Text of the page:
There are three tastes currently. Either start with an existing product like steemit; a blockchain-driven social media platform. Buy and tweak a ready-made solution such as AgUnity, a mobile app that records and transacts incorruptible truth using blockchain technology. Or start with the technology from scratch. Choose your first experiment wisely though. We see four critical criteria here: complexity, high costs, information asymmetry and trust issues.

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Henk van Cann is co-founder of Blockchain Workspace, an organisation based in Amsterdam, the Netherlands that provides training on the blockchain to make the technology understandable to a broad audience. Henk spoke to ICT Update about the need to educate people in the use of the blockchain before they start using it and judging it, and why trust is one of the key drivers for moving away from centralised systems and towards blockchain technology.


Nathalie Toulon from the AgroTIC Digital Agriculture Chair in France discusses the many ways in which the blockchain can potentially change agriculture, for example by enhancing trust, transparency and efficiency, and several pitfalls to take into account. Like any new technology, blockchain should not be viewed as a panacea. For it to serve development, it will need to mature.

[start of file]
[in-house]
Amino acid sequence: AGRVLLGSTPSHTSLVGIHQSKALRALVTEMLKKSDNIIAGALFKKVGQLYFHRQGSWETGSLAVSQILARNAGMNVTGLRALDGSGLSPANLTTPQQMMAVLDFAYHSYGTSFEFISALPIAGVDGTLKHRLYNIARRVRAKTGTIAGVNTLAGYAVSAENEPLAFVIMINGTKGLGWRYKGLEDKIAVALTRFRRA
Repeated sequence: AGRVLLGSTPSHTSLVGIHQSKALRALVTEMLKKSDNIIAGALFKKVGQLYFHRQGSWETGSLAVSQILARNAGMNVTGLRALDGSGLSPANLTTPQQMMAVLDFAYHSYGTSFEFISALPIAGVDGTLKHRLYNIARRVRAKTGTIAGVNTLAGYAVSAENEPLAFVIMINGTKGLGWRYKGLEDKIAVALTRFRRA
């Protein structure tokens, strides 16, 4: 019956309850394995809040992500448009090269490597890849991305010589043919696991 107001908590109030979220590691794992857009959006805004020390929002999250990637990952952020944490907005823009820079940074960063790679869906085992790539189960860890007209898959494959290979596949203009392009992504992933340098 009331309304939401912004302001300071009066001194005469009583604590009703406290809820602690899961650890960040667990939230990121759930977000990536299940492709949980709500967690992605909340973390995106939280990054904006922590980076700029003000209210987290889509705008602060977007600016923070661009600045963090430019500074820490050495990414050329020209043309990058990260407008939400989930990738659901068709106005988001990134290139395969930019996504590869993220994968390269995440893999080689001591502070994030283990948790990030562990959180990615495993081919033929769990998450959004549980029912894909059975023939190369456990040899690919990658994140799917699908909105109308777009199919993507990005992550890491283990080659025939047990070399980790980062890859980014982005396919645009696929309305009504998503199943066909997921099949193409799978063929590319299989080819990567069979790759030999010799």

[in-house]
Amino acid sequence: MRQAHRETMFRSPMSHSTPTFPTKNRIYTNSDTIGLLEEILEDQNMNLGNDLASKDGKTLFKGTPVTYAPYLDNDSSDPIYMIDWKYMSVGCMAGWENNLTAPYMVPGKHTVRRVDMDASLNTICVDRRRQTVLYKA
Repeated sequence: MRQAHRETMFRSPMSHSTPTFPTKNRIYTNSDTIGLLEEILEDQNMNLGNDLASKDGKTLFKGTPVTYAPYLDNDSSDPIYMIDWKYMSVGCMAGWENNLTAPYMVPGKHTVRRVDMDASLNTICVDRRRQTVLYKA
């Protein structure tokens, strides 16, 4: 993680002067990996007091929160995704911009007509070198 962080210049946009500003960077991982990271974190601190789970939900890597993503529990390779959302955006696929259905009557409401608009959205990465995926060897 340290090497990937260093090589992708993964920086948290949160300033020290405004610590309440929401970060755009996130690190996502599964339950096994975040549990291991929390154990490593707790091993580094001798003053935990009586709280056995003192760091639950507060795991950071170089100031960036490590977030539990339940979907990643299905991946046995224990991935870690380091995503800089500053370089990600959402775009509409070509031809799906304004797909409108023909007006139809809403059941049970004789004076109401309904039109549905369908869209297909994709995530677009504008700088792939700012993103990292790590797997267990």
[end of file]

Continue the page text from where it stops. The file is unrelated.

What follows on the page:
John Weru is a Kenya-born writer, blogger and co-founder of PayHub East Africa. In a conversation with ICT Update, John talked about the rise of cryptocurrency, the potential of the blockchain to improve efficiency in the agricultural value chain in Africa, and the urgent need to educate people about the technology itself and the economy that it is creating.


Eva Oakes describes Choco4Peace’s experience building a network based on blockchain technology in the cocoa sector in Colombia. The main aim is to get smallholders out of both cocaine production and poverty through access to finance.


In 2017, The Fork – an Amsterdam-based company working on blockchain for global food chain development – developed, reviewed and commented on about 20 applications of the blockchain in agriculture. After briefly explaining what it essentially is, we will summarise its value for agriculture – which is different to what is often communicated – as well as its limitations, and how you can start experimenting with it.